Ronit Ghose: So I think on a three to five-year view, many countries in the world by size of population will have CBDCs. I say by size of population, because obviously China only has a CBDC or is in trial in pilot, not academic trial in real life trial and China as well, 1.3 billion people or something. So the biggest country in the world by population is going to have a CBDC. But definitely this quarter, ECB we’ll make an announcement, and the ECB will likely say we’re going to work on the CBDC, they’ve already said that we need to study this idea. They had a white paper last year, consultation document, they’ve had all the consultation back. So I think it could be, yeah, it could be an imminent. I think it’s in the next few months, the Eurozone ECB will say, we’re going to do pilot testing, the technology testing. Sweden has been working in this for a long time, but I don’t know for whatever reason they haven’t really got to beyond pilot stage yet. And then probably later in the US we’ll say, ECB are now doing a pilot.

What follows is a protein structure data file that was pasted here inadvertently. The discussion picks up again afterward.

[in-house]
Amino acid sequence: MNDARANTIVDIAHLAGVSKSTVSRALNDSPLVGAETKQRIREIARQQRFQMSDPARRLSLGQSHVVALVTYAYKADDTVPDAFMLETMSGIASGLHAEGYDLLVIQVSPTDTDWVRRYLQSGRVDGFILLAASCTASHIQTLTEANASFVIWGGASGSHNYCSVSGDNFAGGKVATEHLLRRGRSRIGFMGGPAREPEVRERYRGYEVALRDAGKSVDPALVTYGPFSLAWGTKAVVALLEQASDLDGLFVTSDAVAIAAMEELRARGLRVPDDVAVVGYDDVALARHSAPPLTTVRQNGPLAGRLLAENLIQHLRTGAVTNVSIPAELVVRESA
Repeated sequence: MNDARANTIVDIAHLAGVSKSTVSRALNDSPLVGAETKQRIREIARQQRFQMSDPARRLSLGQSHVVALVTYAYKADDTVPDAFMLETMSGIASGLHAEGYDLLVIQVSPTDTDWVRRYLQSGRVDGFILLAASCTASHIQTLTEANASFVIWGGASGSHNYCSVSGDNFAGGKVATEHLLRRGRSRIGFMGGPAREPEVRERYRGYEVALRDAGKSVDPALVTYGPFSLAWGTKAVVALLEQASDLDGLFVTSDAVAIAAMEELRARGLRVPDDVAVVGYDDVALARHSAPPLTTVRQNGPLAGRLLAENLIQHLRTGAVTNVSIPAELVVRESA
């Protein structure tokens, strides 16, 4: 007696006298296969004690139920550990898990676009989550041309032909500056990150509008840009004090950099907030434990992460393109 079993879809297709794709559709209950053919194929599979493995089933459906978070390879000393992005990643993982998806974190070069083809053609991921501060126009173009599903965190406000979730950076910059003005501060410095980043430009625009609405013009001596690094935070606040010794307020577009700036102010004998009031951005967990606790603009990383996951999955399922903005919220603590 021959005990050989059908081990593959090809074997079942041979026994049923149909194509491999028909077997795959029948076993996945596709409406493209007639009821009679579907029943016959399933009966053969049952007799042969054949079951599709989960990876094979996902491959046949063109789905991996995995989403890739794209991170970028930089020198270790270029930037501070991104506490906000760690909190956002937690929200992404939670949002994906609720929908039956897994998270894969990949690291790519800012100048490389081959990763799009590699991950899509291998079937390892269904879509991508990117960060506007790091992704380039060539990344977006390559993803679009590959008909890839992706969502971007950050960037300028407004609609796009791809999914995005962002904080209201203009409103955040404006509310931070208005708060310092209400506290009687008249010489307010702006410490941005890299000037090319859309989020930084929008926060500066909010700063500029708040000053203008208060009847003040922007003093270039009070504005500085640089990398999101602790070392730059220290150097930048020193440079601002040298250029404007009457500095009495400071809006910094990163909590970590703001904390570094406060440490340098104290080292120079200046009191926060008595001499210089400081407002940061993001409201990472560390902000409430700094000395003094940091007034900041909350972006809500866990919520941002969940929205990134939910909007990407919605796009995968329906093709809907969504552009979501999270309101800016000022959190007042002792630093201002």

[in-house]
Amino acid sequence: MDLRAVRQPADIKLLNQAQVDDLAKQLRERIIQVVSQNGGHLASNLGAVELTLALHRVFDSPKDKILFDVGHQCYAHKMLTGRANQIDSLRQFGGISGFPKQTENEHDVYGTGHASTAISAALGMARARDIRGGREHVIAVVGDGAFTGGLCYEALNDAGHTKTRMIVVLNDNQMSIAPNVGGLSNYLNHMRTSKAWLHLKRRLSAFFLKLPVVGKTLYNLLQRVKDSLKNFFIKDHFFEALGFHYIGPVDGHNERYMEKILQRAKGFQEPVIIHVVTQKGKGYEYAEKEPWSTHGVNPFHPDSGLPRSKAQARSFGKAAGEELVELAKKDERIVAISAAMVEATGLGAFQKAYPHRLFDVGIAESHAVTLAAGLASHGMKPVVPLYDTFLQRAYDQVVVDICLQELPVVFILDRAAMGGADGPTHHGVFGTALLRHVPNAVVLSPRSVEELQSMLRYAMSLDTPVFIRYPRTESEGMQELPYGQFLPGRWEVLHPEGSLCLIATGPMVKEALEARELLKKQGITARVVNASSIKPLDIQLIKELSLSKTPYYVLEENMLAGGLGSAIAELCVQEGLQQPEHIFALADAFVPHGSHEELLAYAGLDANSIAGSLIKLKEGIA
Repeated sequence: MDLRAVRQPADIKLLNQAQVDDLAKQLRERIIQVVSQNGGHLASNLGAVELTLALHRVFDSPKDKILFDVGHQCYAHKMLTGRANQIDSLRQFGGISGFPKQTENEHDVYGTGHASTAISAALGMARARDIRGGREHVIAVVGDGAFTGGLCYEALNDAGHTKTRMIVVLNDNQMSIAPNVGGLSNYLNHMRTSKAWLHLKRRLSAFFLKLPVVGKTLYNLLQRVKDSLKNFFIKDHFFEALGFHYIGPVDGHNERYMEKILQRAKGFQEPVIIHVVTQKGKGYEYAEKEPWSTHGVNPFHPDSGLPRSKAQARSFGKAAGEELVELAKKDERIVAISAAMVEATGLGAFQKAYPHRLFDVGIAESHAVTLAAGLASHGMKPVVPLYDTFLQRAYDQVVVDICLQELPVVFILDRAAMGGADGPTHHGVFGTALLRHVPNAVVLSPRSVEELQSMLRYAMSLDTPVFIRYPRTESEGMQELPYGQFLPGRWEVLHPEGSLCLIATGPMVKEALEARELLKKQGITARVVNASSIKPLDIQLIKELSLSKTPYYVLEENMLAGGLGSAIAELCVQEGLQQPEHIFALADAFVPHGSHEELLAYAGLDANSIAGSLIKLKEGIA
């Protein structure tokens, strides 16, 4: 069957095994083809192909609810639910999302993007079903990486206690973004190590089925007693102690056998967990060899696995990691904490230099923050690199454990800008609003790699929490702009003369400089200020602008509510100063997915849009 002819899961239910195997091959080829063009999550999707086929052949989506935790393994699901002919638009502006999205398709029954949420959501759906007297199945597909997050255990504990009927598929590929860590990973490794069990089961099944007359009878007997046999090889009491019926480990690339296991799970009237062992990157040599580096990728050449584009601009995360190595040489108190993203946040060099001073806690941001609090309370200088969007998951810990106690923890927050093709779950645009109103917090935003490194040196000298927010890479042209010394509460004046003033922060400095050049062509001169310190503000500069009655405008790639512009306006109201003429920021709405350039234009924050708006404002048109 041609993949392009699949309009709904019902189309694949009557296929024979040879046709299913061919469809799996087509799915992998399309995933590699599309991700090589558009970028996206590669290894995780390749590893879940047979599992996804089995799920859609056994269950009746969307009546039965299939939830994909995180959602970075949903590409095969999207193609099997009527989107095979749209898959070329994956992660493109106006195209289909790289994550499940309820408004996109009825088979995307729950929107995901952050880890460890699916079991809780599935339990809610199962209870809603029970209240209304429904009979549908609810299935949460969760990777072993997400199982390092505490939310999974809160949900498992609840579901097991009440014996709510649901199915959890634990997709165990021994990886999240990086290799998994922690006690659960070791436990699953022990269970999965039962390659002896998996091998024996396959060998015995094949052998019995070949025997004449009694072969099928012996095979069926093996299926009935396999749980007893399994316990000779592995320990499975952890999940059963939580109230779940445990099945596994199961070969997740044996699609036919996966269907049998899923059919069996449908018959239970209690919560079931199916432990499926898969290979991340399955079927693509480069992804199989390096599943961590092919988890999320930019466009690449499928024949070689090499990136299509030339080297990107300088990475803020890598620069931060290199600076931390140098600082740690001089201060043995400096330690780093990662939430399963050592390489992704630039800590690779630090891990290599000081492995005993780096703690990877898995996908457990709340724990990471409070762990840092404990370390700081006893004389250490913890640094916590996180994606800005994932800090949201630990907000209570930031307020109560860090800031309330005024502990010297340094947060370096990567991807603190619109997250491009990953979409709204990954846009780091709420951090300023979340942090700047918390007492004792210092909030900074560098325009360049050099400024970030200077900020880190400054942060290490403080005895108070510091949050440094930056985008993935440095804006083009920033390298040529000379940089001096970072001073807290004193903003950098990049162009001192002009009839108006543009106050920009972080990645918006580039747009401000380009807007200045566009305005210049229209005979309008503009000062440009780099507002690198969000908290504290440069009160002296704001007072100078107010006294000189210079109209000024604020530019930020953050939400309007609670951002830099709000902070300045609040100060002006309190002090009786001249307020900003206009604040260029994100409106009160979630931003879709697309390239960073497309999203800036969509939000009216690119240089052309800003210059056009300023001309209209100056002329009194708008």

Vuk Zlatarov: And then they’re going to turn on their engines and go for it. And I’m curious to understand what are the implications of this or the banks you know, cheques, cash, cards. How are the banks business models going to be affected? What should they keep an eye on?
Ronit Ghose: So what’ll happen is, you know, I didn’t know where you were before you came to Dubai. In Serbia. So before I moved here, I was in the UK and I can’t remember using my checkbook that often. Was it the same for you?
Vuk Zlatarov: I remember my mom using that at the times of hyperinflation and she was writing like 7, 10 checks to get like in supermarket, that is the only like my memory of cheques.
Ronit Ghose: So in the UK, you don’t use cheques. And the US there’s still a lot of use of cheques. In the UK we don’t use cheques. Like I said, in China, pay with your digital wallet. So the form factors of how we do money and payments are already changing, like in Sweden or lots of Northern European countries, no one uses a cheque.